NEW YORK — US producers of steel flanges need more federal actions to thwart unfairly traded imports, even in the wake of their recent victory against dumped goods from India, Italy and Spain, according to Boltex Manufacturing president and chairman Frank Bernobich.
Domestic producers plan to pursue more anti-dumping cases against other countries, and circumvention investigations are warranted, too, Bernobich said. Still, he believes Section 232 tariffs will be vital to ensuring that all unfairly traded flanges stay out of the United States.
Bernobich's company had employed about 230 workers, before Indian, Italian and Spanish goods came pouring in two years ago.
Cheap imports damaged the Houston-based flange-maker so severely that Boltex's work force was down to 130 last autumn, and the company's very existence was threatened. Market conditions for energy-related piping have improved since the low point in 2016, and Boltex is back up to around 200 workers now, but the company is still hobbled by the imports.
"Basically, it is a fight for survival," Bernobich said in an interview with AMM on July 13. "We made tremendous sacrifices on our pricing. We had to do what it takes to preserve market share. ... We dropped our prices almost 50%, and those are untenable numbers."
Boltex, which previously made large investments in modern manufacturing equipment, needs to maintain certain flange volume levels. "It has not been a level playing field," as the company has been forced to compete against imports from countries that do not have the same wage, health care, safety and regulatory standards—or their associated costs.
Now, domestic flange producers must rely on the Section 232 investigation into steel imports to offset some of those unequal cost differentials.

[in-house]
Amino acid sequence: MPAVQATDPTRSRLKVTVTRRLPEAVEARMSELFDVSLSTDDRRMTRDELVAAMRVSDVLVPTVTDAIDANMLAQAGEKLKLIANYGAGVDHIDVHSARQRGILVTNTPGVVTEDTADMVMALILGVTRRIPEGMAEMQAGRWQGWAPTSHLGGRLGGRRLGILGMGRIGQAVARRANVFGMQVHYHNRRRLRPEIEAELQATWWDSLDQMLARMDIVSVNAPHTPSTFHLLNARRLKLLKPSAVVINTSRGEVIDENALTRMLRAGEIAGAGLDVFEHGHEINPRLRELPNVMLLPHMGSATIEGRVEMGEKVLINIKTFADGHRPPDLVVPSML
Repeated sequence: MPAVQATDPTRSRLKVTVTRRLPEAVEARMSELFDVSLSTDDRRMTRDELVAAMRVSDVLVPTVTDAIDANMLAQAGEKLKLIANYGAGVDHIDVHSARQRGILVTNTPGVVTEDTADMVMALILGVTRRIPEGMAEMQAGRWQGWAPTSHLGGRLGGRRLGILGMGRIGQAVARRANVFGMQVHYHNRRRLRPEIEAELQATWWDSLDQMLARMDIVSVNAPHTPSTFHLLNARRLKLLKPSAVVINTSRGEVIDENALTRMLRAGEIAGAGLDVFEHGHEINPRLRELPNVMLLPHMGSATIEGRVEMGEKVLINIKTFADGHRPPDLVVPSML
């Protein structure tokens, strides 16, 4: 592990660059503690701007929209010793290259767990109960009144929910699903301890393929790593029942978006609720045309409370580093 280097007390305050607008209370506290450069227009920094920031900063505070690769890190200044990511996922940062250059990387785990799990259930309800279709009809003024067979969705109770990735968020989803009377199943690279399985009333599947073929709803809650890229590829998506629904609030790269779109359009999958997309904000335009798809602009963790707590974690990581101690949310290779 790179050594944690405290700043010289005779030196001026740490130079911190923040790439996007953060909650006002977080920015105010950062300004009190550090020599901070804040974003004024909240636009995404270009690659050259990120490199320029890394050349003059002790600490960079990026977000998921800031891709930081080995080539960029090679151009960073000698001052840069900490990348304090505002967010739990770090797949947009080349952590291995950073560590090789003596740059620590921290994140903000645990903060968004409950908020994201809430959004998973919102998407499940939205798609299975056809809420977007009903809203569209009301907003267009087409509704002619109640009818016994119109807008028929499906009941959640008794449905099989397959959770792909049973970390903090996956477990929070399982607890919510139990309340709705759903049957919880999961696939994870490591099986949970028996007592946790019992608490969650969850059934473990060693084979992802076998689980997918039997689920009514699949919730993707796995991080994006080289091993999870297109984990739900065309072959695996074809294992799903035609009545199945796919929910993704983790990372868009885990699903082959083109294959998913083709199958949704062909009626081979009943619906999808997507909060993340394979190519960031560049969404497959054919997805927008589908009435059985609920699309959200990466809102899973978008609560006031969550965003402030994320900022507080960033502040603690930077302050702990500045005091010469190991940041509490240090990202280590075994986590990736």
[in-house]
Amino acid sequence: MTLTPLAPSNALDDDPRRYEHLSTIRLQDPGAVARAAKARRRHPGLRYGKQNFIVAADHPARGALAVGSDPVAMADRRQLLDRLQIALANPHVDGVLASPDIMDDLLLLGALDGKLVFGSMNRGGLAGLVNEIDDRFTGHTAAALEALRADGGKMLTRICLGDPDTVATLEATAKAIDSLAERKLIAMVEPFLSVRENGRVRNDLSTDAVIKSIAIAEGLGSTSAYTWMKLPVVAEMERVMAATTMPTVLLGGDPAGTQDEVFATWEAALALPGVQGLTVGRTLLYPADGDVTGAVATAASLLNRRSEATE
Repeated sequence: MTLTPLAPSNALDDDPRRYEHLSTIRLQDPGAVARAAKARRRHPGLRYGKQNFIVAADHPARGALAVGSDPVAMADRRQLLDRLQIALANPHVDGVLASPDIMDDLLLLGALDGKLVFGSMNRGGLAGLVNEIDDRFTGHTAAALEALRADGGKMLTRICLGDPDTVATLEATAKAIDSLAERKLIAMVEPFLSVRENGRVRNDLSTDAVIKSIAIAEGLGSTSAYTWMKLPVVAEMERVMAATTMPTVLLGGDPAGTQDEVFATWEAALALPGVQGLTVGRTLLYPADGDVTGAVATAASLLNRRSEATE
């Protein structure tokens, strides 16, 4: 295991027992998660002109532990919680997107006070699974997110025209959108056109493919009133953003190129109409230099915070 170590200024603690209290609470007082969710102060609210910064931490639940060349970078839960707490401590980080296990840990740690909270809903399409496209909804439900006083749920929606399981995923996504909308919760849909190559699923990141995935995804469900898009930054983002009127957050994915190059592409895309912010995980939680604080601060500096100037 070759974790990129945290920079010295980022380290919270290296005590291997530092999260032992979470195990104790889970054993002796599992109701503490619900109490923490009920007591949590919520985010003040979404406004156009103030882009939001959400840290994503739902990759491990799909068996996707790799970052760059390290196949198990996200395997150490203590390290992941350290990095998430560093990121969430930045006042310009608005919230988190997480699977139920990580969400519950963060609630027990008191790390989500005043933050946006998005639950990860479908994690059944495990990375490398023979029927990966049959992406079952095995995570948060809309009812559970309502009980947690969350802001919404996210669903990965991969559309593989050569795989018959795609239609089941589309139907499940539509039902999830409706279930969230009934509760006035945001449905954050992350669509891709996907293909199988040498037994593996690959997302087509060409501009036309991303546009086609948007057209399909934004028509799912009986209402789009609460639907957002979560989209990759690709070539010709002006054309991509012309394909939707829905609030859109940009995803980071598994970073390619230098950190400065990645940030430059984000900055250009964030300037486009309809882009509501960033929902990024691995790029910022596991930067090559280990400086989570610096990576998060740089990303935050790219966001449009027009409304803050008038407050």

"The 232 is important," Bernobich said. "When we do an anti-dumping case, we have target countries. What happens? As soon as those countries start getting anti-dumping tariffs, some other country pops up. The 232 would ... put a tariff on all flanges coming in from everywhere, so that would help."
President Donald Trump confirmed on July 13 that his administration is considering remedies in the form of tariffs, quotas or possibly both. Bernobich called tariffs "the cleanest and most effective" measure against the unfairly traded flanges. "The simplest thing would be tariffs. Quotas are much more difficult to administer."
Even if no official remedies are forthcoming, already speculation has caused various bad actors to modify their behavior. "The emphasis on the 232 has had some effect," Bernobich said. "Just the talk of it has had some effect."
In a July 12 press release, Bernobich said that the US Commerce Department's ruling against India, Italy and Spain confirmed that the three nations indeed had been dumping flanges at "significant margins," and that India's government illegally subsidized the goods.
In a final determination in June, Commerce slapped imports of finished carbon steel flanges from Italy with dumping margins of 79.17% to 204.53%. Indian producers' dumping margins ranged from 11.32% to 12.58%. Subsidization rates for India producers were 5.66% to 9.11%. In a related decision, imported goods from Spain were hit with dumping margins of 18.81% to 24.43%.
Flange volumes from those countries rose 27% between 2014 and 2015, during a period when demand for the product declined. Finished carbon steel flanges are forged rings that join two sections of pipe or join pipe to a pressure vessel, valve or other assembly.
Boltex's partner in petitioning the anti-dumping and countervailing cases was fellow domestic producer Weldbend, based in Argo, Ill.
"We welcome the final outcome of the Commerce Department's lengthy investigation into allegations of unfair trading by Indian, Italian and Spanish producers," Weldbend president and owner James Coulas Jr. said in a statement July 12. "We thank the US government for taking decisive action against those who choose to violate those laws."
Boltex was "hoping to get a more significant victory against India, (but) overall we were pleased," Bernobich told AMM.
Boltex and Weldbend already have spent millions of dollars on Washington trade lawyers to protect their American businesses, Bernobich said. Still, he vowed to pursue even more trade cases—with an eye toward circumvention as well.
Steel flanges being imported into the United States may have arrived via intermediary countries, in order to avoid their rightful duties. And, to make matters worse, "some manufacturers are misrepresenting the quality of the flanges," he alleged.
"We are going to defend ourselves. This is not the end," Bernobich said. "The battle rages on."